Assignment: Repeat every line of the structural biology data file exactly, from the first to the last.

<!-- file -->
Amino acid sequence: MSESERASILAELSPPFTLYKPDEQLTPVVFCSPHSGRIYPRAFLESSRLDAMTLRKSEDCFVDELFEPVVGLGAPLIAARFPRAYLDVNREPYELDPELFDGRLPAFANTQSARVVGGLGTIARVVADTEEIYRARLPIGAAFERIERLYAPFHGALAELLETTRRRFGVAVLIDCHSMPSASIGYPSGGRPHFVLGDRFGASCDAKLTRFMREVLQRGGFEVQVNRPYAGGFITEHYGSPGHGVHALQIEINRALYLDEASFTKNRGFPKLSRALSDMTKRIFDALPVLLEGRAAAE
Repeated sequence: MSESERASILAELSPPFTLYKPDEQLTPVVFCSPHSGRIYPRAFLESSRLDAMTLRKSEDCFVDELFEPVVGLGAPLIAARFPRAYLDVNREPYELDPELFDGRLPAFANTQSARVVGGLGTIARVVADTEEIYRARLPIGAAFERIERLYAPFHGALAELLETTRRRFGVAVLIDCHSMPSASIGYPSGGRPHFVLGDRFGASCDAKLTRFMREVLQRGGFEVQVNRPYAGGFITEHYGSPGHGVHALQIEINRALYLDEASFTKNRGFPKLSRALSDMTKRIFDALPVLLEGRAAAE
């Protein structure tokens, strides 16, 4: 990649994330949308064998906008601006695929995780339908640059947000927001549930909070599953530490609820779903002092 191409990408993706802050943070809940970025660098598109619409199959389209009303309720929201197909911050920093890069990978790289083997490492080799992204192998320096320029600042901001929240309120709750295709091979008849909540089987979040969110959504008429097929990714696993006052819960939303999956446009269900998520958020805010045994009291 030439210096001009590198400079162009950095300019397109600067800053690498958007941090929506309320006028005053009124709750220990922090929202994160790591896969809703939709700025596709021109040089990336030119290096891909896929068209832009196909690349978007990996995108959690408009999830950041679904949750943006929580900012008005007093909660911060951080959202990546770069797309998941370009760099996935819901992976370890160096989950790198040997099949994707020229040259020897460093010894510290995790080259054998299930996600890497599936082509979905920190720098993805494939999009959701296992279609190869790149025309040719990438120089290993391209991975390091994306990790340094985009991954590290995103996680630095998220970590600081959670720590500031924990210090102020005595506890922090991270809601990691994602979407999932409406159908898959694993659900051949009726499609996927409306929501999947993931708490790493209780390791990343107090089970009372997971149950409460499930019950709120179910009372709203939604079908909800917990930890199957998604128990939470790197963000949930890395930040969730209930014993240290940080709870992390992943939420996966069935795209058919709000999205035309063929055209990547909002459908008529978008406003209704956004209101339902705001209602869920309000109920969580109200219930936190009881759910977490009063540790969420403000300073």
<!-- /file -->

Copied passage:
Amino acid sequence: MSESERASILAELSPPFTLYKPDEQLTPVVFCSPHSGRIYPRAFLESSRLDAMTLRKSEDCFVDELFEPVVGLGAPLIAARFPRAYLDVNREPYELDPELFDGRLPAFANTQSARVVGGLGTIARVVADTEEIYRARLPIGAAFERIERLYAPFHGALAELLETTRRRFGVAVLIDCHSMPSASIGYPSGGRPHFVLGDRFGASCDAKLTRFMREVLQRGGFEVQVNRPYAGGFITEHYGSPGHGVHALQIEINRALYLDEASFTKNRGFPKLSRALSDMTKRIFDALPVLLEGRAAAE
Repeated sequence: MSESERASILAELSPPFTLYKPDEQLTPVVFCSPHSGRIYPRAFLESSRLDAMTLRKSEDCFVDELFEPVVGLGAPLIAARFPRAYLDVNREPYELDPELFDGRLPAFANTQSARVVGGLGTIARVVADTEEIYRARLPIGAAFERIERLYAPFHGALAELLETTRRRFGVAVLIDCHSMPSASIGYPSGGRPHFVLGDRFGASCDAKLTRFMREVLQRGGFEVQVNRPYAGGFITEHYGSPGHGVHALQIEINRALYLDEASFTKNRGFPKLSRALSDMTKRIFDALPVLLEGRAAAE
């Protein structure tokens, strides 16, 4: 990649994330949308064998906008601006695929995780339908640059947000927001549930909070599953530490609820779903002092 191409990408993706802050943070809940970025660098598109619409199959389209009303309720929201197909911050920093890069990978790289083997490492080799992204192998320096320029600042901001929240309120709750295709091979008849909540089987979040969110959504008429097929990714696993006052819960939303999956446009269900998520958020805010045994009291 030439210096001009590198400079162009950095300019397109600067800053690498958007941090929506309320006028005053009124709750220990922090929202994160790591896969809703939709700025596709021109040089990336030119290096891909896929068209832009196909690349978007990996995108959690408009999830950041679904949750943006929580900012008005007093909660911060951080959202990546770069797309998941370009760099996935819901992976370890160096989950790198040997099949994707020229040259020897460093010894510290995790080259054998299930996600890497599936082509979905920190720098993805494939999009959701296992279609190869790149025309040719990438120089290993391209991975390091994306990790340094985009991954590290995103996680630095998220970590600081959670720590500031924990210090102020005595506890922090991270809601990691994602979407999932409406159908898959694993659900051949009726499609996927409306929501999947993931708490790493209780390791990343107090089970009372997971149950409460499930019950709120179910009372709203939604079908909800917990930890199957998604128990939470790197963000949930890395930040969730209930014993240290940080709870992390992943939420996966069935795209058919709000999205035309063929055209990547909002459908008529978008406003209704956004209101339902705001209602869920309000109920969580109200219930936190009881759910977490009063540790969420403000300073």